Financial Services Quarterly Report - Second Quarter 2019: Developments in the Luxembourg Financial Sector

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The Luxembourg supervisory authority, the Commission de Surveillance du Secteur Financier (CSSF), has published guidance regarding procedures to be followed by non-EEA firms when providing certain investment services in Luxembourg on a cross-border basis. The CSSF also has enhanced its anti-money laundering (AML) supervisory activities. In another development, a bill of law has been introduced that would amend the RAIF Law in a manner beneficial for reserved alternative investment funds that are organised as common funds. These developments are discussed below.

CSSF Clarifies MiFID II Third Country Access to Luxembourg

In the absence of an equivalence decision by the European Commission regarding MiFID II third country access, EEA Member States are free to set their own national rules for non-EEA firms providing investment services in their jurisdictions.

In April 2019, the CSSF released a circular that offers guidance as to the procedures to be followed by non-EEA firms when providing certain investment services in Luxembourg on a cross-border basis (Circular).1Investment services covered under the Circular include: provision of private portfolio management and investment advice regarding financial instruments; receipt and transmission of orders involving financial instruments; and safekeeping of financial instruments in connection with investment services (but not lending activities and cash deposits). The access to the Luxembourg market does not grant any passporting rights to other EEA Member States.

Under the Circular, a distinction is made among the types of clients to whom the investment service is offered:

  • For retail clients and opt-up professional clients.2 it is necessary to establish a branch of the investment firm in Luxembourg that is authorised by the Ministry of Finance. This authorisation is based upon the opinion of the CSSF after its review of the application to set up the branch.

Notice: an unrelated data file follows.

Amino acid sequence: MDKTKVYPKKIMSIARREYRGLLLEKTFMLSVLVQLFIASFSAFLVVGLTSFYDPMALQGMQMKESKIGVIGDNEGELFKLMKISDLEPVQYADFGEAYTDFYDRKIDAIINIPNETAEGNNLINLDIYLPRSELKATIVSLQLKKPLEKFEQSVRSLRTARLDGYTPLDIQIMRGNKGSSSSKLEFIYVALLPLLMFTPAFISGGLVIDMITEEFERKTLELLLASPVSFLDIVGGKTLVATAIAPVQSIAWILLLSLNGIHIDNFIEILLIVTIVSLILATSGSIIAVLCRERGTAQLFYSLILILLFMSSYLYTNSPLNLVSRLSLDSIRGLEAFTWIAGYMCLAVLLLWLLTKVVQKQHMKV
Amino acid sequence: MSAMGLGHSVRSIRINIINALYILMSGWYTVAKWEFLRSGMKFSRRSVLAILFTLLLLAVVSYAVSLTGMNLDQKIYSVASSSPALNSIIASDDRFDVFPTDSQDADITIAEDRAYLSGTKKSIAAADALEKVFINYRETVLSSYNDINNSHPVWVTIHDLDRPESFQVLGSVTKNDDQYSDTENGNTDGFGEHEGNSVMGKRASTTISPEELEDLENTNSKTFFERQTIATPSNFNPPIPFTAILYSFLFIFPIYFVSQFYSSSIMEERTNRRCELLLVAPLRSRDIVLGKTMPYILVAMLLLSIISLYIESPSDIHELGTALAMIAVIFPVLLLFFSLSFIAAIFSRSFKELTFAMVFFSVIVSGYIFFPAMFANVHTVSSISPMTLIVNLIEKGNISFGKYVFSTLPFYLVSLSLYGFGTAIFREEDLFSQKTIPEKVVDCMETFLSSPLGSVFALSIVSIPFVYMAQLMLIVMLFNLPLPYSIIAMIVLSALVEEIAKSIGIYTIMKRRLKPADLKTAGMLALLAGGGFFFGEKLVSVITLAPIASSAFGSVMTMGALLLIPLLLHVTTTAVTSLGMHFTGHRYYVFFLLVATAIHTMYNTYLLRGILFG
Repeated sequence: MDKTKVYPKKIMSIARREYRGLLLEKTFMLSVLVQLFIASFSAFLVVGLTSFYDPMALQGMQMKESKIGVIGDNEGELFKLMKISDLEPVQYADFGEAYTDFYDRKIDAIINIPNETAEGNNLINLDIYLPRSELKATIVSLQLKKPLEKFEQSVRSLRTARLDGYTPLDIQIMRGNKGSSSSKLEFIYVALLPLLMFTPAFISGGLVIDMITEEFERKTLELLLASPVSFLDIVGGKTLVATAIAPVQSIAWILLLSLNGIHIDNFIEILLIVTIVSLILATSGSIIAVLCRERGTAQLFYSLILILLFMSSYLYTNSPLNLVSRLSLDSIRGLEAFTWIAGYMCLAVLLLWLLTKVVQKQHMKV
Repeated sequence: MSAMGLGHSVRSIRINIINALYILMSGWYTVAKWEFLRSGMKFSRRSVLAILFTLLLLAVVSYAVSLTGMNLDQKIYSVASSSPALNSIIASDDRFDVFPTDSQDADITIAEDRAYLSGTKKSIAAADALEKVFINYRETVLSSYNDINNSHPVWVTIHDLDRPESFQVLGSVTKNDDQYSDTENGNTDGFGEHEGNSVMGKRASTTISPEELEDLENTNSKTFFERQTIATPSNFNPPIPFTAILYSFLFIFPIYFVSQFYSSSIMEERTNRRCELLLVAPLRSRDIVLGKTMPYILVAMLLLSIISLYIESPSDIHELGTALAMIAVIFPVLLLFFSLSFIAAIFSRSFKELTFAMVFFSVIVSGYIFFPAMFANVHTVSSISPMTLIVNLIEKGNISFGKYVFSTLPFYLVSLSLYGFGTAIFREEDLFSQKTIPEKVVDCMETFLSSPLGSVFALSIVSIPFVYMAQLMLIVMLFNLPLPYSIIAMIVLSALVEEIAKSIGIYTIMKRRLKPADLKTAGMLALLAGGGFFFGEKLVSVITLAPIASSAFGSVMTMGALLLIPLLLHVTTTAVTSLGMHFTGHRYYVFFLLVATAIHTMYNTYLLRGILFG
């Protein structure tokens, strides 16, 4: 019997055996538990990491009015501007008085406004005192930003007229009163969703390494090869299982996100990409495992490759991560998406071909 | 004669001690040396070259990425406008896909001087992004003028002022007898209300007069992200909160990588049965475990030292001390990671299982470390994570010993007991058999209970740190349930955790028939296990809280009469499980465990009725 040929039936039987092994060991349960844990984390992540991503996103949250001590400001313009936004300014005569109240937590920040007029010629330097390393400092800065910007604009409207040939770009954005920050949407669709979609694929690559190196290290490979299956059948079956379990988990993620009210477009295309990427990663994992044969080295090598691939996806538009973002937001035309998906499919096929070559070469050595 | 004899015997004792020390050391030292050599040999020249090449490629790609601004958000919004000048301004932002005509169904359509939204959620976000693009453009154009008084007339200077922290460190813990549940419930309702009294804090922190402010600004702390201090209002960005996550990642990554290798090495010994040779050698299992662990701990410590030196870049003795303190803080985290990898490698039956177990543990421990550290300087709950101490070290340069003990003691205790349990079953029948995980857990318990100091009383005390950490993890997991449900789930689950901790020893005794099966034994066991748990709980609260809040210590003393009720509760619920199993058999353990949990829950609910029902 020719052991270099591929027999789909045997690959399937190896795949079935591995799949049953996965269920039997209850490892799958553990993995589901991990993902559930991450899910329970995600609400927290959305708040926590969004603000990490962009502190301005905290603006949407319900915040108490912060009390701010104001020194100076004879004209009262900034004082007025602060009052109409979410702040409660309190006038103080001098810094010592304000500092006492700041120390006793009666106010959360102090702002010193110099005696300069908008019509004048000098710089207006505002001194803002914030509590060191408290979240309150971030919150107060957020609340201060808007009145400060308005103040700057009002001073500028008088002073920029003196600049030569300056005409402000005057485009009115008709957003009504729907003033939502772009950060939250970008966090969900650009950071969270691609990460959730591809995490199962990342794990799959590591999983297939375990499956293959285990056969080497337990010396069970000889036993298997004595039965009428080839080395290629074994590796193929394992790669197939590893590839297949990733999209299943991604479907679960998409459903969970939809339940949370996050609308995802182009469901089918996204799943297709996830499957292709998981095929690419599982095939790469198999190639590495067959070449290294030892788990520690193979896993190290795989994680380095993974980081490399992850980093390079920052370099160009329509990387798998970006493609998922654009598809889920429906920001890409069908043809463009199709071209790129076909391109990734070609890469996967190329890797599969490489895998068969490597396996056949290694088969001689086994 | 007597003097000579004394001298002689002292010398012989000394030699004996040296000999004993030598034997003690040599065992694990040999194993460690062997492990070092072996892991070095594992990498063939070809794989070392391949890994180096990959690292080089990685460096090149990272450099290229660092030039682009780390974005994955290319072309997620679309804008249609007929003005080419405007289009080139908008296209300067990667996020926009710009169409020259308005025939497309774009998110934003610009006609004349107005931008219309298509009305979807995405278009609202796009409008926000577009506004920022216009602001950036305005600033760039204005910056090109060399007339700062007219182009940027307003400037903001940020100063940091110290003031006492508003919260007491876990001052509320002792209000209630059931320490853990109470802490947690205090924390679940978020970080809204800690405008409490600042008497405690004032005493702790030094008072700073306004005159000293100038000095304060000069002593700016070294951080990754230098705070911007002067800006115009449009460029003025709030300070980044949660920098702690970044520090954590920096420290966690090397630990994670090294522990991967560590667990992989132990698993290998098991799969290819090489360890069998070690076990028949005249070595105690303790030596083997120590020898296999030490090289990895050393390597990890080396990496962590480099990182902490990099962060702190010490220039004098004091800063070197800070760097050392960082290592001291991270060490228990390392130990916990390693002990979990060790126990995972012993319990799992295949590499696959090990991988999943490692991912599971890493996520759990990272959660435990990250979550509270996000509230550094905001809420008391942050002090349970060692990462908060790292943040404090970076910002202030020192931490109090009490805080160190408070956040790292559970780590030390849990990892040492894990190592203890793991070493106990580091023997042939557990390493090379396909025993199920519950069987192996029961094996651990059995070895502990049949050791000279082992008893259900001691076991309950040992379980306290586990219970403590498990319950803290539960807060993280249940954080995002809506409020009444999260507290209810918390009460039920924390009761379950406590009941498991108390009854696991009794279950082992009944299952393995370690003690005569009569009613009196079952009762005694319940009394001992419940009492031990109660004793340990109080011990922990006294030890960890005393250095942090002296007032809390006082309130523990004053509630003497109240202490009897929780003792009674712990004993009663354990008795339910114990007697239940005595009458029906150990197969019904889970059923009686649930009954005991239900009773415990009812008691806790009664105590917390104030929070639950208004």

• For per se professional clients3 and eligible counterparties, the non-EEA firm may offer its investment services in Luxembourg either: through the establishment of a branch authorised by the Ministry of Finance (though with less stringent requirements than for retail and opt-up professional clients); or, if approved by the CSSF, on a cross-border basis without the establishment of a branch.4

The following conditions must be fulfilled for per se professional clients and eligible counterparties:

  • The non-EEA firm must be authorised to provide the relevant services in its home jurisdiction, and subject to the supervision of a competent regulator considered by the CSSF to be “equivalent.”5
  • Cooperation between the CSSF and the competent regulator of the third country must be ensured (generally, in the form of an agreement such as a memorandum of understanding).
  • The non-EEA firm must file an application with the CSSF, in which the firm sets forth information regarding the services to be provided. The application must include: an up-to-date copy of the firm’s constitutive documents; its three latest audited financial statements; a copy of its license or any equivalent document evidencing that the firm is allowed to carry out the relevant services in its home jurisdiction; and a written confirmation that no services will be provided to clients other than per se professional clients and eligible counterparties. The Circular includes an application form to be used for this purpose. The activity can be started once the CSSF has made a favorable decision.